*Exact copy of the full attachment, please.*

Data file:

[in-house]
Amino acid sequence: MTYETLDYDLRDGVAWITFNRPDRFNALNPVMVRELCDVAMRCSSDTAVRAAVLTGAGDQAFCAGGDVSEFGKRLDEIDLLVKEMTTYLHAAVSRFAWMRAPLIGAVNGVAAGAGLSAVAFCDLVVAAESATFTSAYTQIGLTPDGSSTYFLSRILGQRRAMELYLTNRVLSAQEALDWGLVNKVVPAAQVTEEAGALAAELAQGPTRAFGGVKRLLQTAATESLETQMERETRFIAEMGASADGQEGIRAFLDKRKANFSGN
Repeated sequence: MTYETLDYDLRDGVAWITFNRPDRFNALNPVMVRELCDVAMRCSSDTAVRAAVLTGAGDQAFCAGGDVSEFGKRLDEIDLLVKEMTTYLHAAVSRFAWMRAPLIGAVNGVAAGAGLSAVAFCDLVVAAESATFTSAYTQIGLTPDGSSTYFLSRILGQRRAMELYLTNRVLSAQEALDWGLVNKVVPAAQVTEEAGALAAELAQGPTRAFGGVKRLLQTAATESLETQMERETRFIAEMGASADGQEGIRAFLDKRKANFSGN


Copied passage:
[in-house]
Amino acid sequence: MTYETLDYDLRDGVAWITFNRPDRFNALNPVMVRELCDVAMRCSSDTAVRAAVLTGAGDQAFCAGGDVSEFGKRLDEIDLLVKEMTTYLHAAVSRFAWMRAPLIGAVNGVAAGAGLSAVAFCDLVVAAESATFTSAYTQIGLTPDGSSTYFLSRILGQRRAMELYLTNRVLSAQEALDWGLVNKVVPAAQVTEEAGALAAELAQGPTRAFGGVKRLLQTAATESLETQMERETRFIAEMGASADGQEGIRAFLDKRKANFSGN
Repeated sequence: MTYETLDYDLRDGVAWITFNRPDRFNALNPVMVRELCDVAMRCSSDTAVRAAVLTGAGDQAFCAGGDVSEFGKRLDEIDLLVKEMTTYLHAAVSRFAWMRAPLIGAVNGVAAGAGLSAVAFCDLVVAAESATFTSAYTQIGLTPDGSSTYFLSRILGQRRAMELYLTNRVLSAQEALDWGLVNKVVPAAQVTEEAGALAAELAQGPTRAFGGVKRLLQTAATESLETQMERETRFIAEMGASADGQEGIRAFLDKRKANFSGN